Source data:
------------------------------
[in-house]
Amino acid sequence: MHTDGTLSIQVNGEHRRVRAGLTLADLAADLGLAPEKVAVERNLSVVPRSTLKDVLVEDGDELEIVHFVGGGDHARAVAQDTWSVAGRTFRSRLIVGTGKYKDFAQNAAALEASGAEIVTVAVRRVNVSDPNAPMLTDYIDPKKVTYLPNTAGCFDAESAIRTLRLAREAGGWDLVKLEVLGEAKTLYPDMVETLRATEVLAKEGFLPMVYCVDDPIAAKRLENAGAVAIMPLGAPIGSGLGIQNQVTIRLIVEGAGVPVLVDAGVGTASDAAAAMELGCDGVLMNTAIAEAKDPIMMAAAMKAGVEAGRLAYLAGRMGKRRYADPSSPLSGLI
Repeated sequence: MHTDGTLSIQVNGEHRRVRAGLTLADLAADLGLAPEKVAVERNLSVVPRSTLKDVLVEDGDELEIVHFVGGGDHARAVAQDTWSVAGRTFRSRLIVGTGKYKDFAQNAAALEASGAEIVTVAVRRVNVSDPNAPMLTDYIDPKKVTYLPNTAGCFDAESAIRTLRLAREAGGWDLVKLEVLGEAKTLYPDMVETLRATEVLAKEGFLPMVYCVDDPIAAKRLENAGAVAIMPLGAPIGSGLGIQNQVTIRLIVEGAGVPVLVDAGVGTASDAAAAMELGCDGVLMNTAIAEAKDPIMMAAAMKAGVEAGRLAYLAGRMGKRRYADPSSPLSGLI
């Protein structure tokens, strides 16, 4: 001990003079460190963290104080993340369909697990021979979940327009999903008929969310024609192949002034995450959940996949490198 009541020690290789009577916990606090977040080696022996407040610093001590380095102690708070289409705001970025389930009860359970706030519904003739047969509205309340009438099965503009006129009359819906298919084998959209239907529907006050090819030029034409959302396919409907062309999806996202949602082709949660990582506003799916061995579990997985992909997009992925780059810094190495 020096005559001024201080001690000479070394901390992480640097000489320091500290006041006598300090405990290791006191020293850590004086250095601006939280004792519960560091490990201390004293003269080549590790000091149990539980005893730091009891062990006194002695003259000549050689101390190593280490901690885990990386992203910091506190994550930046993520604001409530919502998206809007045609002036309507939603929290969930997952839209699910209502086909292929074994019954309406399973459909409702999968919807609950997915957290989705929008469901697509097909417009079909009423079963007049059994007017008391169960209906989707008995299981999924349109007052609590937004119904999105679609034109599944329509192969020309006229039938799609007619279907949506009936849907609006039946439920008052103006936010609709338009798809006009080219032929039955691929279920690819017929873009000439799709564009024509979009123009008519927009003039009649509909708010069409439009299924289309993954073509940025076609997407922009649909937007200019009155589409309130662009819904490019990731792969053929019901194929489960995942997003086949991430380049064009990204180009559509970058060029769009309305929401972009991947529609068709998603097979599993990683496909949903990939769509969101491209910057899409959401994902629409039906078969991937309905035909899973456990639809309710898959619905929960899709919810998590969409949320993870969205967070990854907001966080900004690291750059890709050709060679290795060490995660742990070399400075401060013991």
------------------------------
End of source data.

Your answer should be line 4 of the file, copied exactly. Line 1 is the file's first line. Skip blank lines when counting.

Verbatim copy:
């Protein structure tokens, strides 16, 4: 001990003079460190963290104080993340369909697990021979979940327009999903008929969310024609192949002034995450959940996949490198 009541020690290789009577916990606090977040080696022996407040610093001590380095102690708070289409705001970025389930009860359970706030519904003739047969509205309340009438099965503009006129009359819906298919084998959209239907529907006050090819030029034409959302396919409907062309999806996202949602082709949660990582506003799916061995579990997985992909997009992925780059810094190495 020096005559001024201080001690000479070394901390992480640097000489320091500290006041006598300090405990290791006191020293850590004086250095601006939280004792519960560091490990201390004293003269080549590790000091149990539980005893730091009891062990006194002695003259000549050689101390190593280490901690885990990386992203910091506190994550930046993520604001409530919502998206809007045609002036309507939603929290969930997952839209699910209502086909292929074994019954309406399973459909409702999968919807609950997915957290989705929008469901697509097909417009079909009423079963007049059994007017008391169960209906989707008995299981999924349109007052609590937004119904999105679609034109599944329509192969020309006229039938799609007619279907949506009936849907609006039946439920008052103006936010609709338009798809006009080219032929039955691929279920690819017929873009000439799709564009024509979009123009008519927009003039009649509909708010069409439009299924289309993954073509940025076609997407922009649909937007200019009155589409309130662009819904490019990731792969053929019901194929489960995942997003086949991430380049064009990204180009559509970058060029769009309305929401972009991947529609068709998603097979599993990683496909949903990939769509969101491209910057899409959401994902629409039906078969991937309905035909899973456990639809309710898959619905929960899709919810998590969409949320993870969205967070990854907001966080900004690291750059890709050709060679290795060490995660742990070399400075401060013991």